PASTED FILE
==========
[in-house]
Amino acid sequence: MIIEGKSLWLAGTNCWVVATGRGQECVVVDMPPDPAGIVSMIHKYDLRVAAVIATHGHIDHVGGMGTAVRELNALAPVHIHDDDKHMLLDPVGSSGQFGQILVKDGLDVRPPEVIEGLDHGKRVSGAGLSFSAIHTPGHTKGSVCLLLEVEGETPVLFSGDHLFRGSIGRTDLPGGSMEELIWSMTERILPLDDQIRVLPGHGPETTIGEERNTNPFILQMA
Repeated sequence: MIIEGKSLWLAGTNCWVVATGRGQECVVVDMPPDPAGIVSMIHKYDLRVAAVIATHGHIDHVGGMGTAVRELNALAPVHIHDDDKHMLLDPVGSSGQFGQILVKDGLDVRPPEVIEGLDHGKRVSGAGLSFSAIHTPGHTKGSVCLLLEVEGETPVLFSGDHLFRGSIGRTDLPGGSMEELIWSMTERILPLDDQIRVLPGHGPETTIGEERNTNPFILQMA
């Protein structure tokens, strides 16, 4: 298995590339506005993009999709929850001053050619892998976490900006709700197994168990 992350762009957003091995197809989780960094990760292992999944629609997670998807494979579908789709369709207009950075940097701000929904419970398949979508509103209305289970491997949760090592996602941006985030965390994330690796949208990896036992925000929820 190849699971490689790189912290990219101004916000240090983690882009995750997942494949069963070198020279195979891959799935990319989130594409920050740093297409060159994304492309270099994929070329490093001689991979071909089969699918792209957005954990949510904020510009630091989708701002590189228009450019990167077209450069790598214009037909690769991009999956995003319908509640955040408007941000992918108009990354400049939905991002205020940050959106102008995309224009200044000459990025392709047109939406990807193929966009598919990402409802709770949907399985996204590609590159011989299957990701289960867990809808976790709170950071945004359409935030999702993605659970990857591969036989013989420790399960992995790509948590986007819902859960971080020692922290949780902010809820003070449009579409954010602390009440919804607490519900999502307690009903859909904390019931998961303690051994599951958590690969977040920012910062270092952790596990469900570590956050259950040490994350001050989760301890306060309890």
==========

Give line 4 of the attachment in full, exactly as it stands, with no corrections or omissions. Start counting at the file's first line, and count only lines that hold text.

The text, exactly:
């Protein structure tokens, strides 16, 4: 298995590339506005993009999709929850001053050619892998976490900006709700197994168990 992350762009957003091995197809989780960094990760292992999944629609997670998807494979579908789709369709207009950075940097701000929904419970398949979508509103209305289970491997949760090592996602941006985030965390994330690796949208990896036992925000929820 190849699971490689790189912290990219101004916000240090983690882009995750997942494949069963070198020279195979891959799935990319989130594409920050740093297409060159994304492309270099994929070329490093001689991979071909089969699918792209957005954990949510904020510009630091989708701002590189228009450019990167077209450069790598214009037909690769991009999956995003319908509640955040408007941000992918108009990354400049939905991002205020940050959106102008995309224009200044000459990025392709047109939406990807193929966009598919990402409802709770949907399985996204590609590159011989299957990701289960867990809808976790709170950071945004359409935030999702993605659970990857591969036989013989420790399960992995790509948590986007819902859960971080020692922290949780902010809820003070449009579409954010602390009440919804607490519900999502307690009903859909904390019931998961303690051994599951958590690969977040920012910062270092952790596990469900570590956050259950040490994350001050989760301890306060309890």